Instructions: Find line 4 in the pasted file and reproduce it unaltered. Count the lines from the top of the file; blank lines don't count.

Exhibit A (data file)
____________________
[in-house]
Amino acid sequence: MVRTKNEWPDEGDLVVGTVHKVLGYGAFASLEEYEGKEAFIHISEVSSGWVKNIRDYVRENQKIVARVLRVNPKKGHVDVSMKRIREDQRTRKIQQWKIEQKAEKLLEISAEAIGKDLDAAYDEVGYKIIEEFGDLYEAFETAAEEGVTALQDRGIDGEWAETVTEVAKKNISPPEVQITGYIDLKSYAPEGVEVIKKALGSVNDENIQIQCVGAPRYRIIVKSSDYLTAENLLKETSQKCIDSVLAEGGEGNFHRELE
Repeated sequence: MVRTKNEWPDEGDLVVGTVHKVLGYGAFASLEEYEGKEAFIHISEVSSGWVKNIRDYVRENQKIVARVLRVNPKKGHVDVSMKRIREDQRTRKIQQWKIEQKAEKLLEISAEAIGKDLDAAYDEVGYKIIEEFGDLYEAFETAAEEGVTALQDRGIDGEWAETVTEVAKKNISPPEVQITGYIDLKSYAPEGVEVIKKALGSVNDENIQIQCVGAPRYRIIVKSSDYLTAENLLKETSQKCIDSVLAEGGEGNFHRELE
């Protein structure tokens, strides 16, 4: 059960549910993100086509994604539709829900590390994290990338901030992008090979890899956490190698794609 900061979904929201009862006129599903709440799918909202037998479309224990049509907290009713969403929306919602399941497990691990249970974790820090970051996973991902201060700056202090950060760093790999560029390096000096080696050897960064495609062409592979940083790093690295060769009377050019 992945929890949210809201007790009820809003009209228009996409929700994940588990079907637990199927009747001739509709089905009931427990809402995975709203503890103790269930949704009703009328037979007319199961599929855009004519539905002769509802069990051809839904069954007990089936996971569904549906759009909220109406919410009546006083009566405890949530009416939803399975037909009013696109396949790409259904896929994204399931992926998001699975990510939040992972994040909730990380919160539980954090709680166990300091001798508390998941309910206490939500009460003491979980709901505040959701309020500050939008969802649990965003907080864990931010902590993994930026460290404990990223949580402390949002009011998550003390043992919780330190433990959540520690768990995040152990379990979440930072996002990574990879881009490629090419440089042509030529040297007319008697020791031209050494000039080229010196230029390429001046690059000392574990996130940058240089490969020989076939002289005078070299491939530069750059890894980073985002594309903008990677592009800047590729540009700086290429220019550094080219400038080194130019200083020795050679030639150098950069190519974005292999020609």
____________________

């Protein structure tokens, strides 16, 4: 059960549910993100086509994604539709829900590390994290990338901030992008090979890899956490190698794609 900061979904929201009862006129599903709440799918909202037998479309224990049509907290009713969403929306919602399941497990691990249970974790820090970051996973991902201060700056202090950060760093790999560029390096000096080696050897960064495609062409592979940083790093690295060769009377050019 992945929890949210809201007790009820809003009209228009996409929700994940588990079907637990199927009747001739509709089905009931427990809402995975709203503890103790269930949704009703009328037979007319199961599929855009004519539905002769509802069990051809839904069954007990089936996971569904549906759009909220109406919410009546006083009566405890949530009416939803399975037909009013696109396949790409259904896929994204399931992926998001699975990510939040992972994040909730990380919160539980954090709680166990300091001798508390998941309910206490939500009460003491979980709901505040959701309020500050939008969802649990965003907080864990931010902590993994930026460290404990990223949580402390949002009011998550003390043992919780330190433990959540520690768990995040152990379990979440930072996002990574990879881009490629090419440089042509030529040297007319008697020791031209050494000039080229010196230029390429001046690059000392574990996130940058240089490969020989076939002289005078070299491939530069750059890894980073985002594309903008990677592009800047590729540009700086290429220019550094080219400038080194130019200083020795050679030639150098950069190519974005292999020609």